Paladin’s wife explained to me that on more than one occasion dead artists would come to her husband in the middle of the night and request he paint something in their name.  She showed me for example a painting signed Paul Klee that looked exactly like a Klee painting—“I remember the night he came to him,” she told me.  Yes, shamans live in several worlds at once.

One of the techniques shamans use to heal is the beat of the drum and the beat and rhythm of chant.  Much of the shaman’s work is to put people into a trance state.  “The idea of trance [is] the basic psychological function of the shaman,” notes Everson.(6)   Silence also leads us into trance.  The shaman we might say takes us deeper than language (left brain) into that area of the unconscious that is closer to animal communication, into what Eckhart calls “the soil, the ground, the source of the Godhead.”  Into the Godhead, not just into God.  Into the lower chakras, where so many Westerners in the name of false religion and false education are afraid to journey.  The first chakra is about our link to the earth after all; all animals have feet that connect them to the earth.  The second chakra is about our sexuality which we share with all animals.  And the third chakra includes our anger and moral outrage—it is there that we are grounded in the groundless Divinity and it is there that compassion takes root.  This is what shamanism evokes in us.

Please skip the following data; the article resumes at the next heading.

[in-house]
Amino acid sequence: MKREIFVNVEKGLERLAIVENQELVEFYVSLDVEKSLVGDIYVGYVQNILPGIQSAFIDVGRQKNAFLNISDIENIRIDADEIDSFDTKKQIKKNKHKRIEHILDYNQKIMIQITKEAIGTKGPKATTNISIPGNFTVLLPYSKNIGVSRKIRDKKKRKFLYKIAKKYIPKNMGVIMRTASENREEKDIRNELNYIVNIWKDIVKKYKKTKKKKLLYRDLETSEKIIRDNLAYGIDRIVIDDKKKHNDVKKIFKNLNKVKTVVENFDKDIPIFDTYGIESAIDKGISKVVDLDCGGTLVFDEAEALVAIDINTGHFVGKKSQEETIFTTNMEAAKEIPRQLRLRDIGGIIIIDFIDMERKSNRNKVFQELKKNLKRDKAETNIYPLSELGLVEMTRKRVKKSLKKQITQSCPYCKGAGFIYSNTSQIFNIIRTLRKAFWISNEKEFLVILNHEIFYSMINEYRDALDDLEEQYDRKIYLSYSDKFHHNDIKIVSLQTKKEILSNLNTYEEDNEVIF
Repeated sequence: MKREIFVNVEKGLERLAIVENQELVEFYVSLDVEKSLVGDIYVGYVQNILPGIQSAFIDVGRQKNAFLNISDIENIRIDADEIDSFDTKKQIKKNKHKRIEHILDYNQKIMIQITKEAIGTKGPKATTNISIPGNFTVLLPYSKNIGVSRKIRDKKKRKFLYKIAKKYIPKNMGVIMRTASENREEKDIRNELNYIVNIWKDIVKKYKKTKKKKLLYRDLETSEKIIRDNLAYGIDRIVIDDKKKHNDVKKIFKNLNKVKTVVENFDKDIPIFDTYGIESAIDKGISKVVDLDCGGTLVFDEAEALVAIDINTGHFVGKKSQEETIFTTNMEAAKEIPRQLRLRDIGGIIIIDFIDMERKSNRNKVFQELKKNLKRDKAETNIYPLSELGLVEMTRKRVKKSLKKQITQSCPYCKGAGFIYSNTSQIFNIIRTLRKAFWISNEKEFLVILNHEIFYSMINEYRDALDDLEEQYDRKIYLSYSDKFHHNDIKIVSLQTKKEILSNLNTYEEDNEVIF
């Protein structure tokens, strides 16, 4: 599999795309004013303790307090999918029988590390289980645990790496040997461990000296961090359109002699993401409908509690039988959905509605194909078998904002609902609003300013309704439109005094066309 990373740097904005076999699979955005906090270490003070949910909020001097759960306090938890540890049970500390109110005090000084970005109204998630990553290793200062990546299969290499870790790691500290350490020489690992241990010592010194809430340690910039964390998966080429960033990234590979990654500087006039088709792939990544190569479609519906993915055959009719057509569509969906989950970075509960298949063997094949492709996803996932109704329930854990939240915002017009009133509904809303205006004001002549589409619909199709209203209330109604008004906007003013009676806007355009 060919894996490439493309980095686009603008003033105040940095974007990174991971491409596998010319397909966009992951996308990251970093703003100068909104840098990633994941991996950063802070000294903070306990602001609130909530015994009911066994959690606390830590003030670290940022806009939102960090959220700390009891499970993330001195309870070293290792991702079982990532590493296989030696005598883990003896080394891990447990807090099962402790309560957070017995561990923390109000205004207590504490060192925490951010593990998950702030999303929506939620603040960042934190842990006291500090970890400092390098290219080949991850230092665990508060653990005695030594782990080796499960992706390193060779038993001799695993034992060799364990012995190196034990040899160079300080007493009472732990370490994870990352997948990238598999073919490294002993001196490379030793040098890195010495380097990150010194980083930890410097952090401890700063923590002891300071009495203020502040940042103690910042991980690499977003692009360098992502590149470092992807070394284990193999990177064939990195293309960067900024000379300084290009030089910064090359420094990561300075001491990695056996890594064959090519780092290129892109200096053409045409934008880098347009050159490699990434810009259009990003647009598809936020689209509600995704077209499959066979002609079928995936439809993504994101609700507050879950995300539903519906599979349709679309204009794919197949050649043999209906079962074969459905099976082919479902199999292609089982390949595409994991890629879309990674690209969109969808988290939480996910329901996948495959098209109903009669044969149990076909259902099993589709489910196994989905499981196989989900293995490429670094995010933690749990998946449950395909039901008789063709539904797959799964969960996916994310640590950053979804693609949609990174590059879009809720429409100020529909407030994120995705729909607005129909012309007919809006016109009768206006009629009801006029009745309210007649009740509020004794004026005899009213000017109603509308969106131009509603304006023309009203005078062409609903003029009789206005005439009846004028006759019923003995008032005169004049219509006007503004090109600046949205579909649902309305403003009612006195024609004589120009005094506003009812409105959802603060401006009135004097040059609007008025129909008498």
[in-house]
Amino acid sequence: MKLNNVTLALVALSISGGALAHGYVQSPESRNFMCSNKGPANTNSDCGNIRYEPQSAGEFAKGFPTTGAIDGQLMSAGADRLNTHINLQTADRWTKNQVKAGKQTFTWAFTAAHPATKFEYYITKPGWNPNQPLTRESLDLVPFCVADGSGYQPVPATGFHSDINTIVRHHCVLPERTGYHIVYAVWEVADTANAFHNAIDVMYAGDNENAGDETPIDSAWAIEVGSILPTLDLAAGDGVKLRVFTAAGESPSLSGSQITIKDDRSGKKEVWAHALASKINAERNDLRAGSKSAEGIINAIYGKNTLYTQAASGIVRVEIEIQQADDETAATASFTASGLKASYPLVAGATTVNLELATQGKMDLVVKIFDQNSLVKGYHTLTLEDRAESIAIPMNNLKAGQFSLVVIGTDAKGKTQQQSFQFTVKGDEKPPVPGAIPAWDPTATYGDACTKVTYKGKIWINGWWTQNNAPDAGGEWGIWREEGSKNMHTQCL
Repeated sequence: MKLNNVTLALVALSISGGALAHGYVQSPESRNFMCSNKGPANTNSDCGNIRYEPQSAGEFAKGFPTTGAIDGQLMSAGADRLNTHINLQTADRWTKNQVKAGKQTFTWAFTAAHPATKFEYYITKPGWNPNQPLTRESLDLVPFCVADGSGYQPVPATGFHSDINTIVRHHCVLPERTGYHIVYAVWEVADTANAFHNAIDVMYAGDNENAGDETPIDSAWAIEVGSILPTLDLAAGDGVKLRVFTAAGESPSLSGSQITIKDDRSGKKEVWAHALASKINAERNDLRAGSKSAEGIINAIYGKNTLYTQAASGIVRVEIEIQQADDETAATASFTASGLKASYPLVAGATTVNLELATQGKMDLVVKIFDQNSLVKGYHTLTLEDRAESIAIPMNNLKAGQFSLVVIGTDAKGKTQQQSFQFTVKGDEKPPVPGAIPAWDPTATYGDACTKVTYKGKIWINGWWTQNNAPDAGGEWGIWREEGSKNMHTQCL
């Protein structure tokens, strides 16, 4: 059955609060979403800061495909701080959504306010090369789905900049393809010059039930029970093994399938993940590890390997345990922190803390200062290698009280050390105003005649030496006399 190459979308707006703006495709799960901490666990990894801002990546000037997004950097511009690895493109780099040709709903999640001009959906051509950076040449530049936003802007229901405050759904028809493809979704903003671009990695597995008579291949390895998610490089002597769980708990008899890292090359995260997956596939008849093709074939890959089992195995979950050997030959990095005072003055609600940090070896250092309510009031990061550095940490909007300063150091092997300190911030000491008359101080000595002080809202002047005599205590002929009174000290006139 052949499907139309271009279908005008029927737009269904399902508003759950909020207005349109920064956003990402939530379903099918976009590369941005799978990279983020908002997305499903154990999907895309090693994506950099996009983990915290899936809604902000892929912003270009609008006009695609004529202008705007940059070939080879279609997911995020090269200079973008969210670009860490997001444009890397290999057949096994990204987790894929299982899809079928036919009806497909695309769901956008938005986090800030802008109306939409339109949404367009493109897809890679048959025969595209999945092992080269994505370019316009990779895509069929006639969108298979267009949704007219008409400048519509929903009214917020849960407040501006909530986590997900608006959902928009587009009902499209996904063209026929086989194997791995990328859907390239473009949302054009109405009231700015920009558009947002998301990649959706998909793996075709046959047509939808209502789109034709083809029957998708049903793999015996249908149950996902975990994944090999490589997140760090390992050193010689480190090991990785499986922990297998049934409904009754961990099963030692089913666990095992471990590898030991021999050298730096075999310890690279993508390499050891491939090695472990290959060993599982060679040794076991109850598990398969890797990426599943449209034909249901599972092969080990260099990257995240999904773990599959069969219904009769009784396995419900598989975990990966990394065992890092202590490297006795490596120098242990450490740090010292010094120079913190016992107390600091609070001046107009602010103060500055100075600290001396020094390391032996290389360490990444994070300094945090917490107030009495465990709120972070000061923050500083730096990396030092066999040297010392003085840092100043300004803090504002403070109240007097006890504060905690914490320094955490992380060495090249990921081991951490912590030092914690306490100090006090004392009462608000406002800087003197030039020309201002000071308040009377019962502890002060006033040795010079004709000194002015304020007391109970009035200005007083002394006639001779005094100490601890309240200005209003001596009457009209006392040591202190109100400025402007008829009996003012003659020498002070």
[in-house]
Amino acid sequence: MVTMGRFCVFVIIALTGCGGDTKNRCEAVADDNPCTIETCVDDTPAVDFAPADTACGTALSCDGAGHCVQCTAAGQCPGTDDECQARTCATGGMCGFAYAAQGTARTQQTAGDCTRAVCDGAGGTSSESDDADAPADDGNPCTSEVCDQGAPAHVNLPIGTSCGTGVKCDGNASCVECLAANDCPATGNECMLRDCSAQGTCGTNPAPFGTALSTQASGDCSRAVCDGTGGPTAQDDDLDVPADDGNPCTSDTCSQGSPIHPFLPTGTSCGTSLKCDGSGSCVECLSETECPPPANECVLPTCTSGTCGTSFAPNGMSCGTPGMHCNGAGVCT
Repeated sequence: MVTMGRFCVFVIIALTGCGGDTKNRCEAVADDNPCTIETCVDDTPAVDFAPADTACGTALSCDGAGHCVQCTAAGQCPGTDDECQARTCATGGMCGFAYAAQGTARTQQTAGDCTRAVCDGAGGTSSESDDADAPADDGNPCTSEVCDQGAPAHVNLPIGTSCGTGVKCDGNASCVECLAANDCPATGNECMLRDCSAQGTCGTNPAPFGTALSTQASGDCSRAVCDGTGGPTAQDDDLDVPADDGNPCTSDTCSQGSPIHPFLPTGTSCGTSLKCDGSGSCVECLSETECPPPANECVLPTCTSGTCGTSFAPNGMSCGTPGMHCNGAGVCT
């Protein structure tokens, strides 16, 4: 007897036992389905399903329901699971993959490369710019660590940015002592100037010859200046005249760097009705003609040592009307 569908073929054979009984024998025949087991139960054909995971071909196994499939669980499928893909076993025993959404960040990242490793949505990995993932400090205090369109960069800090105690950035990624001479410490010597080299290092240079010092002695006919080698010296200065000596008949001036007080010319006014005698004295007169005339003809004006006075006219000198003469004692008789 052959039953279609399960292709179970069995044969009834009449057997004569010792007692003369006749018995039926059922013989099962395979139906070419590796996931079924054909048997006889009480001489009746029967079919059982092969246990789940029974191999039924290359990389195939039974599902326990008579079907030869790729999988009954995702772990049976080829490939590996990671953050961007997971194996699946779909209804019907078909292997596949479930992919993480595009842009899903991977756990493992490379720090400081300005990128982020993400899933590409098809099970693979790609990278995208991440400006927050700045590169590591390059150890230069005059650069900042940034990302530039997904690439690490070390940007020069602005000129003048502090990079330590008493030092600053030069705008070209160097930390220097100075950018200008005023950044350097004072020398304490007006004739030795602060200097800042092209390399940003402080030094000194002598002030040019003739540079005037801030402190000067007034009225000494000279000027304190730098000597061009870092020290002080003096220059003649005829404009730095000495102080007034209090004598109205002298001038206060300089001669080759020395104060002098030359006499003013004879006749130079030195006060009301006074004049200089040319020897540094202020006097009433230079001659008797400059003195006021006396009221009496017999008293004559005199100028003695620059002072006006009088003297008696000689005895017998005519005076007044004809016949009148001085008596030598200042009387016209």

It is not only Everson who saw this but also the great nineteenth century prophet, Walt Whitman.  Whitman reinvented poetry by taking it out of the classic European models of rhythm and rhyme and opening it up to the beat and to every day language again (no compulsion to rhyme).  He himself was aware that he was doing with language a shamanistic thing.  He called his breakthrough the “breaking up of the crystalline structure of the classic mould.”(7)  His verse-technique was a method that liberated poetry itself.  A telling story is told of how, when he was ten years old, Whitman heard a Quaker preacher named Elias Hicks who was half black and half Native American.  His words and cadence put Whitman into ecstasy.  I am convinced that his shamanistic vocation began at that time and notice—it did not come from books but from masters of oral traditions, an indigenous and black preacher.  To this day and in its latest reincarnation as rap, the black religious impulse, like the Native American drum, beats its message which is as much about sound and vibration as it is about content.  It appeals to the lower chakras, not just the rarefied atmosphere of heady rationality.